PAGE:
Who says that girls can't farm? We have never placed that idea in our daughters' heads. According to the National FFA blog, the number of farms operated by women in the U.S. have doubled since 1978. "Across the country nearly 300,000 women serve as principal operators on 62.7 million acres of farm and ranchland, accounting for 12.9 billion in farm products in 2012." (source)
The above quote makes me wonder, were these women actively involved in agriculture when they were younger? During their most influential ages? I often ask myself if the love for farming is an inherited trait or something that is learned. Is it something that will be passed down from my husband and me to our daughters or is it something that they will learn from working beside us?
Brad and I both grew up on farms, so we have been around agriculture since we were babies and we still live and breath it every single day. Some of the best memories from my childhood were when I would help my dad with the hogs on our farm. I always jumped at the chance to help him with the hogs. My family also has a dairy farm. One of my brother's responsibilities on the farm was to feed the young calves. When it was spring or harvest and he was busy in the fields, It was my job to feed the calves. My family jokes that at this point, I was a "fair weather farmer." If it was raining, I wouldn't feed because I knew that my brother would be able to do it as he wouldn't be in the fields!;)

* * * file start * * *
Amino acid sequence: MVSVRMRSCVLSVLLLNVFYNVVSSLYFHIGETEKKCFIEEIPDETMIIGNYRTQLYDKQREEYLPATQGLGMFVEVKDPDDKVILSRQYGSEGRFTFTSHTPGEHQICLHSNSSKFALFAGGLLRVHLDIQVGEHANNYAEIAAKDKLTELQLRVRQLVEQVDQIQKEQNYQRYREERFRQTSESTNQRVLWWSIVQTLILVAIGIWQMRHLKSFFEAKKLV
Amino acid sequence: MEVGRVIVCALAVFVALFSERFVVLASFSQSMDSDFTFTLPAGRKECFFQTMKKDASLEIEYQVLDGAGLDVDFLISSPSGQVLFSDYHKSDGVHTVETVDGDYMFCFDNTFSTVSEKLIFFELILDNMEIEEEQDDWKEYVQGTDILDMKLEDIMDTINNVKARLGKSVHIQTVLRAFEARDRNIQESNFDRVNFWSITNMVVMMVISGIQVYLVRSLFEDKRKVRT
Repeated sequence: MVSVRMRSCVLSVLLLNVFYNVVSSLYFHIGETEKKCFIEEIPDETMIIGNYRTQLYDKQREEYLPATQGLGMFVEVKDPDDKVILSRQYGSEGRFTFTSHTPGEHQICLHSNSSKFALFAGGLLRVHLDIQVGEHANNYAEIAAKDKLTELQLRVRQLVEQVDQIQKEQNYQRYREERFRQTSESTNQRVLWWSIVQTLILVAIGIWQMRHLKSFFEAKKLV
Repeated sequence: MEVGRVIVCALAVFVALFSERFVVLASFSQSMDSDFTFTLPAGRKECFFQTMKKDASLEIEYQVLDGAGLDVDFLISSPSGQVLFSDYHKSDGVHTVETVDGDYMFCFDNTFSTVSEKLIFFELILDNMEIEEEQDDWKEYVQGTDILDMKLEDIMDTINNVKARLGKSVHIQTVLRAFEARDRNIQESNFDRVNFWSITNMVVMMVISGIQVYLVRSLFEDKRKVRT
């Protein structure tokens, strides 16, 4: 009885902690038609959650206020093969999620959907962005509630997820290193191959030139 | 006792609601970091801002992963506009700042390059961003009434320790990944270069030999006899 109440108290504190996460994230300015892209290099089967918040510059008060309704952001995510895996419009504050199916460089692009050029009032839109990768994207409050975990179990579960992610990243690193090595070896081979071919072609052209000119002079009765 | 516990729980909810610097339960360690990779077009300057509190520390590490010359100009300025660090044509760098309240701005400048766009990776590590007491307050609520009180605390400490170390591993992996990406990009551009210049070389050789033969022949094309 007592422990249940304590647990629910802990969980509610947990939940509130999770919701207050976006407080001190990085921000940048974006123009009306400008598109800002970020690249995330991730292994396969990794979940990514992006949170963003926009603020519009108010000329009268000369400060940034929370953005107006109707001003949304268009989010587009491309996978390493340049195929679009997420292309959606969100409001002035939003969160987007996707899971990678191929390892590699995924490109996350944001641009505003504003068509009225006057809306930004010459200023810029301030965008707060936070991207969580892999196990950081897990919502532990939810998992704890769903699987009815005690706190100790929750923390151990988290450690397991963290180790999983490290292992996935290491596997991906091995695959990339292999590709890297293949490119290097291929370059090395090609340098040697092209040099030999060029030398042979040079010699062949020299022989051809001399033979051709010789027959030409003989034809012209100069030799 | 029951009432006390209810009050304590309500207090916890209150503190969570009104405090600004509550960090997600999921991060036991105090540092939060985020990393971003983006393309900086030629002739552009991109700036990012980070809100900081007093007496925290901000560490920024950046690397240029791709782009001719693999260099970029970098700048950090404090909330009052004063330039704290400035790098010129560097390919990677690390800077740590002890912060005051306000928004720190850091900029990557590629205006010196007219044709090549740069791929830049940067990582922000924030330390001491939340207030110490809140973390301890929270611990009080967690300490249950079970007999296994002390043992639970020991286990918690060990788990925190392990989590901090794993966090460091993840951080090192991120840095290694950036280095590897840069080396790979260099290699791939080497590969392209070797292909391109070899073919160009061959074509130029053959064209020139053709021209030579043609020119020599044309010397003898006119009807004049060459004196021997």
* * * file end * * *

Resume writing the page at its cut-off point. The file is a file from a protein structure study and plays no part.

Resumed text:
Most of Brad's younger days were spent working beside his dad and grandpa on the farm. He may have even played hookie from school to help with field work;)
And that is why I wonder if it is inherited or learned. Are the things we experienced when we were younger what developed our love for farming?
We live on a beef and grain farm and currently feed about 150 head of beef cattle. The process of our feeding is a little to "complex" for our 8, 5, and 1 year olds.
We try to keep the girls involved in the farm life as much as we can by letting them be involved in "rookie" 4-h. Last year they had pigs, this year we are trying dairy.
As much as we would love to see them inherit our love for the farm, we know that it may not always happen. Whether they inherit the farming "gene" or not, we are trying to teach them the love for agriculture.
I am participating in Indiana's Family of Farmer's Table Talk. While I did receive a gift for this article, all opinions are mine.